I don’t really associate London with chocolate, aside from the fact that you can obviously buy it here. Beyond that, I suppose I don’t really think about it much at all. Fortunately, it turns out we’ve got quite the heritage and one or two places that make rather good chocolate!
Meeting at Green Park tube on a chilly February morning, unsure if the other people were also doing the tour or just in fact keen on loitering around tube stations. Guessing who fell into which category made for an amusing game for a few minutes, before our guide appeared clutching a sign saying Mystery Walks. Clearly we were about to be inducted into the mysteries of chocolate. We couldn’t wait!
After a quick introduction, a bit of background and a short wait for two latecomers, off we toddled towards one of London’s most exclusive streets – New Bond Street. Charbonnel et Walker was our first stop and suitably exclusive. They are one of two companies in London that hold royal warrants as Chocolate Manufacturers to the Queen, and well deserved too. The pink champagne truffle we sampled was delicious and among the best chocolate I’ve ever tasted.
From there, a brief stop for a little more chocolate history, a quick quiz (Where does the best cocoa come from? Venezuela apparently) and a sample of Hotel Chocolat brownie and we were off again. Next up – Fortnum & Mason’s amazing Food Hall where more samples were on offer and we were informed of the ‘impurity’ of white chocolate. It turns out it’s not even remotely chocolate, it is in fact cocoa butter. A quick stop in the powder room for the ladies or water closet for the gents and we piled out past the behatted doorman.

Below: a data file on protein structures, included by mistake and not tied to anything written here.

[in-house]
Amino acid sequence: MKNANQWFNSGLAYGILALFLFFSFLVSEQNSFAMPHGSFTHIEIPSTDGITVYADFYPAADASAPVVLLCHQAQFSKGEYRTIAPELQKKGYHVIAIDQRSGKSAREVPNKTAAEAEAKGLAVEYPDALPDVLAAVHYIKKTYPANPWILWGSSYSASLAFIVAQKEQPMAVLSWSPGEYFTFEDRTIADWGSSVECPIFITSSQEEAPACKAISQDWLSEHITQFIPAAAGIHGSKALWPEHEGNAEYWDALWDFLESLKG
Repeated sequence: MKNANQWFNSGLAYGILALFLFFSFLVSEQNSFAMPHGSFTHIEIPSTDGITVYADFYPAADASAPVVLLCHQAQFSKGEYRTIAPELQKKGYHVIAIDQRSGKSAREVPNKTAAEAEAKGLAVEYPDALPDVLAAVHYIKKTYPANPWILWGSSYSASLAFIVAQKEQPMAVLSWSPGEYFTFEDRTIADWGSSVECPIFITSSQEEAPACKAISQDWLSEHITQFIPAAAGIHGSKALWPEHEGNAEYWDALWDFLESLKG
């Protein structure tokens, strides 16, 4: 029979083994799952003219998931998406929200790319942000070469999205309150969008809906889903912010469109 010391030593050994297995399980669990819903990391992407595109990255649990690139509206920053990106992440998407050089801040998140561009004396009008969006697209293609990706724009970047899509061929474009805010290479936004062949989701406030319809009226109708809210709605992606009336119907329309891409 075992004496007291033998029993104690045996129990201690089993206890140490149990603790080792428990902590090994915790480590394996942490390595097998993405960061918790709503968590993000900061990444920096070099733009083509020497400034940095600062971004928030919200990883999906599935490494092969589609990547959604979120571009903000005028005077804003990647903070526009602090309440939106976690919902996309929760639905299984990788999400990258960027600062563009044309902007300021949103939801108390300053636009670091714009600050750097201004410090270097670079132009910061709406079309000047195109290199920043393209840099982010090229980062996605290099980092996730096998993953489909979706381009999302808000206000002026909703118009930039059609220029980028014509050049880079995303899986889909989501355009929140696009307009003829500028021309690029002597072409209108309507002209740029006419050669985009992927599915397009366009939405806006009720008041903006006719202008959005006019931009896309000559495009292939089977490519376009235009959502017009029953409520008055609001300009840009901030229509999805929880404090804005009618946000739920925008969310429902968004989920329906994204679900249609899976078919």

Just a little further east on Piccadilly is Prince’s Arcade, where the Prestat shop can be found. This has to be one of the most colourful shops I’ve ever been in, full stop, let alone chocolate shops and is worth a visit just for the sight. It happens to also do amazing chocolates and also counts royals among its customers. The holders of two royal warrants for Chocolate Manufacturer and home to an amazing array of truffle flavours (personal favourite, their new whiskey truffle) these guys really know their stuff and come highly recommended for the value of their chocolates as well as the obvious quality.
The shop is tiny, however, so we had to visit in shifts. After a little wait, giving us ample time to browse the rest of Prince’s Arcade we regrouped and prepared to brave the weekend madness of Regent Street to visit the Godiva shop. Sadly, no royal warrants this time, we’d been spoilt for those so far, but an excellent array of chocolates nicely presented and with an interesting story – Turkish, but named after the lady who rode naked through Coventry. Go figure. A worthy more modern stop on the tour.
Our final stop, as is always the way, was the biggest and best. Paul A. Young. I can’t say either of us had heard of him before, but he is a big deal in the chocolate world and justifiably so. His shop is located in the heart of Soho and has an amazing range of flavours of chocolate, from their multiple award-winning salted caramel to a marmite flavoured truffle. They were welcoming and obviously very serious about chocolate. The marmite ones, as expected, are polarising. I chose not to taste that one, but instead go for their salted caramel one and I’m fairly sure made the right decision. That said, we were told that some people come in and just order a box of the marmite ones, so there must be something to it!
With that, the tour wrapped up and we were free to go our separate ways. All in all, it’s a tasty, well researched and interesting tour that takes you to places you might walk straight past otherwise. Should you want to purchase chocolates from any of the places mentioned, you also get a 10% discount if you go on the tour, so it’s worth it just for that, if nothing else!